He recalled a cocktail party in 2014 in Santiago, Chile, at which a group of 15- to 16-year-old high school girls were helping out. “The first thing [Lagarde] does, she goes to the girls, and she spends five minutes speaking to them,” Viñals says. “And then she says, ‘Come, I’m going to introduce you.’” Lagarde took the girls to meet the assembled dignitaries, telling them that they could talk to Viñals about economics, if they wanted.
When she took over the fund, Lagarde gave much more attention to the issue of gender inequality. In October, the IMF released a report titled “Catalyst for Change: Empowering Women and Tackling Income Inequality.” It found that reducing gender inequality by 0.1 percent (as measured by the U.N.’s Gender Inequality Index) led to economic growth of almost 1 percent. The results were not particularly surprising or original, but the paper showed the fund’s commitment to addressing the problem.
Lagarde downplays her role in the fund’s increased efforts in addressing gender inequality. “I think I was facilitating a process that was already underway,” she says. “Our economists are curious by nature, and when they identify a critical issue…they want to understand [it] better.” But, she adds, “I probably gave the visibility that was needed to encourage some to nose around and to see what else, besides the purely fiscal, could matter.”
Lagarde has also involved the IMF in humanitarian crises in ways that are new to the institution. When the refugee crisis began, the IMF, which is not mandated to give aid, had to find more creative methods to help out. In Jordan, for example, where the IMF already has a financial program to help and advise the government on economic policy, the fund, Lagarde says, “has brought into the program much more flexibility to take into account the fact that [Jordan is] spending money on refugees, to take into account the fact that they have refugee camps and massive infrastructure drains on the economy.” The IMF also relaxed Jordan’s deadlines for its fiscal targets and adjusted other elements of the program, such as financial disbursements.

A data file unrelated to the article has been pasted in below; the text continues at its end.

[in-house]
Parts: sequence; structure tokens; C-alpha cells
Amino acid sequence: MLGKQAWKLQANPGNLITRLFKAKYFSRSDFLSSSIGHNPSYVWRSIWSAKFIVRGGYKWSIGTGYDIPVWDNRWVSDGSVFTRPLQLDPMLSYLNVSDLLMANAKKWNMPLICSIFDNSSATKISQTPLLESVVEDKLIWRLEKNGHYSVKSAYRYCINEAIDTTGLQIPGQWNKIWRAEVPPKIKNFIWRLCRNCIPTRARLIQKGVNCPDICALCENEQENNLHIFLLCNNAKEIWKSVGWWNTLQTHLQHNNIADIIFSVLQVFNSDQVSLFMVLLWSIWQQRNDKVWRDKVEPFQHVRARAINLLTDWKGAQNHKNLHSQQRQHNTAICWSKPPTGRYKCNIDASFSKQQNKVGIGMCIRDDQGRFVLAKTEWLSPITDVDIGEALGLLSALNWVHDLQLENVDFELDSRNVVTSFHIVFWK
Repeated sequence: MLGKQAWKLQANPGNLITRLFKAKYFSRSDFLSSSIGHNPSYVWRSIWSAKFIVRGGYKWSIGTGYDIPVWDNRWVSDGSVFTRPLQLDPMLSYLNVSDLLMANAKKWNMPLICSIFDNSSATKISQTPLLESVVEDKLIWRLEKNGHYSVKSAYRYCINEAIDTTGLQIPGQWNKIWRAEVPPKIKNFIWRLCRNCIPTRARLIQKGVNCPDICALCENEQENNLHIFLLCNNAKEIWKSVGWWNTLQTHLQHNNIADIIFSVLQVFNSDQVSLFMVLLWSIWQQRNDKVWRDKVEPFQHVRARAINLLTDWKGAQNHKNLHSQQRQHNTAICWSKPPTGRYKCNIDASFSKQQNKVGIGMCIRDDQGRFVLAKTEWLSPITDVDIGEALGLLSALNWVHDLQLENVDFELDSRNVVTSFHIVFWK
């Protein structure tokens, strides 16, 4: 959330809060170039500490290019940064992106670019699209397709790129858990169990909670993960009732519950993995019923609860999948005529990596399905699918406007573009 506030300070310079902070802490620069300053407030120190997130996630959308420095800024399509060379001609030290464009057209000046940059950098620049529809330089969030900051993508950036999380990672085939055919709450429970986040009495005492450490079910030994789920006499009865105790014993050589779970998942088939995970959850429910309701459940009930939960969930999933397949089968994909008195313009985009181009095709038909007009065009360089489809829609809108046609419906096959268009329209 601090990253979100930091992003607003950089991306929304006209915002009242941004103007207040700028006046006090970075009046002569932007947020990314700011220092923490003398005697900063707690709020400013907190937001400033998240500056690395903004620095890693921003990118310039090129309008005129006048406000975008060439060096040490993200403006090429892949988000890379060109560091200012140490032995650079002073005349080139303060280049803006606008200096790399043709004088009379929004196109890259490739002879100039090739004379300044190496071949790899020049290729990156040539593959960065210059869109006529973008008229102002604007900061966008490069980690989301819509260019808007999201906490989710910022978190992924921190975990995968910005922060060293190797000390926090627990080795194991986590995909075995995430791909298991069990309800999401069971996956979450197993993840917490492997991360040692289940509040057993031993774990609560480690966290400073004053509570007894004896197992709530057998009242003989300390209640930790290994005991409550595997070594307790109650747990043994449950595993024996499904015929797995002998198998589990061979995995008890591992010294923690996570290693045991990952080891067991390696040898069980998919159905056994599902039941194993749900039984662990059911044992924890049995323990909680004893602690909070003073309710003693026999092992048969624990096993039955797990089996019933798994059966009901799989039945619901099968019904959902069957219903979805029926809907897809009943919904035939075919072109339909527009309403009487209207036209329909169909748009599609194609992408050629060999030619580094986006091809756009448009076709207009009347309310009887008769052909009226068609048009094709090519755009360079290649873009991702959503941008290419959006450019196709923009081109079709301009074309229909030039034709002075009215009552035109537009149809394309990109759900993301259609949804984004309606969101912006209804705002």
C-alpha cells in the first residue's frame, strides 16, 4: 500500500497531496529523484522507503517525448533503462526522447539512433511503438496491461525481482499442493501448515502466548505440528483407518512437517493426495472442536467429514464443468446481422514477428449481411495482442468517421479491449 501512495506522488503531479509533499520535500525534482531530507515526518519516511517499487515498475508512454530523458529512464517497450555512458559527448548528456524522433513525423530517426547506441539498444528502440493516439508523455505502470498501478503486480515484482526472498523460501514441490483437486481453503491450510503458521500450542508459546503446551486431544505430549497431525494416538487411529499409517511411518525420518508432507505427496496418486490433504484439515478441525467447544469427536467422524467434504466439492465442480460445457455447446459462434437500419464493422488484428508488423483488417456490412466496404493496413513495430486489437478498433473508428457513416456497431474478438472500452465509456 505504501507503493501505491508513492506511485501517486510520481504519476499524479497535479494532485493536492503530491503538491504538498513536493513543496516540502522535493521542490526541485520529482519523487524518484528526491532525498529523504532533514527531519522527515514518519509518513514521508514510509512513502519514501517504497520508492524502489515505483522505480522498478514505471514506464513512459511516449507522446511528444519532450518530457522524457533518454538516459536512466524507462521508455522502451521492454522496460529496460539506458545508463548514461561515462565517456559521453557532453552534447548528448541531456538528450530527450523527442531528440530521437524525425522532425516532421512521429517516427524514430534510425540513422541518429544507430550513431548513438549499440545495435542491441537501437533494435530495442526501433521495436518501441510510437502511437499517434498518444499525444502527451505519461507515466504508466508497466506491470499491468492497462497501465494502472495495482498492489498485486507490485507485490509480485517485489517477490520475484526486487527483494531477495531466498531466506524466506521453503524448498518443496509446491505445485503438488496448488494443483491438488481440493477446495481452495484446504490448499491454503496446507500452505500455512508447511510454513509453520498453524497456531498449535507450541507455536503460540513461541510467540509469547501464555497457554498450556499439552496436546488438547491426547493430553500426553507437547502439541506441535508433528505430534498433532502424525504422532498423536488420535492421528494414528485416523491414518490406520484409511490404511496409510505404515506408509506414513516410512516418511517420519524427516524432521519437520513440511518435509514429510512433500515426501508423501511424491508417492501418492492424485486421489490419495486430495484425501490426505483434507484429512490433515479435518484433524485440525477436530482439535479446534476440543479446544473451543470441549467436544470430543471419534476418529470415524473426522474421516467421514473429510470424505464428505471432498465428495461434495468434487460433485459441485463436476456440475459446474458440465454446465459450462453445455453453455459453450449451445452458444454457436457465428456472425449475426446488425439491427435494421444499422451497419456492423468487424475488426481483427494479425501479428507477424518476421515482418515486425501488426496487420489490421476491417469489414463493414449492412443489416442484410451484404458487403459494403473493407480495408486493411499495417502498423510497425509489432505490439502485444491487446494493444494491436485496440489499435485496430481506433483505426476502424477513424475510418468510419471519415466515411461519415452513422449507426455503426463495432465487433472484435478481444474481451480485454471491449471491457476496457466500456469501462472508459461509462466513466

The refugee crisis is the second major emergency Lagarde has led the IMF through. When the Ebola epidemic began in West Africa in 2014, medical aid agencies began sending staff to the region. Given that the epidemic was primarily a health emergency, the IMF, Lagarde says, had no real cause to get involved. But she decided the fund should intervene. “We harnessed the goodwill in this institution; we put our thinking hats on and found all available trust funds that we had that could be re-engineered in order to address that situation,” she says. “We were the first one to put cash in the banks so that [the Liberia, Guinea and Sierra Leone governments] could pay doctors, nurses and people in order to address the disease.”
With the Ebola epidemic largely over, Lagarde is hoping the fund will respond to future emergencies in a similar way. But her time for developing the fund’s involvement in humanitarian missions may be fast running out.
Lagarde is expected at this month’s World Economic Forum annual meeting in Davos, Switzerland, a gathering of economists, business leaders and political figures. The goal of the meeting is, in the words of WEF founder and Executive Chairman Klaus Schwab, to improve the state of the world. But as the delegates discuss the threats facing political stability and the global economy in 2016, they will know that one of their most powerful colleagues has a very personal battle ahead of her in the coming months: fighting for her career—and her freedom.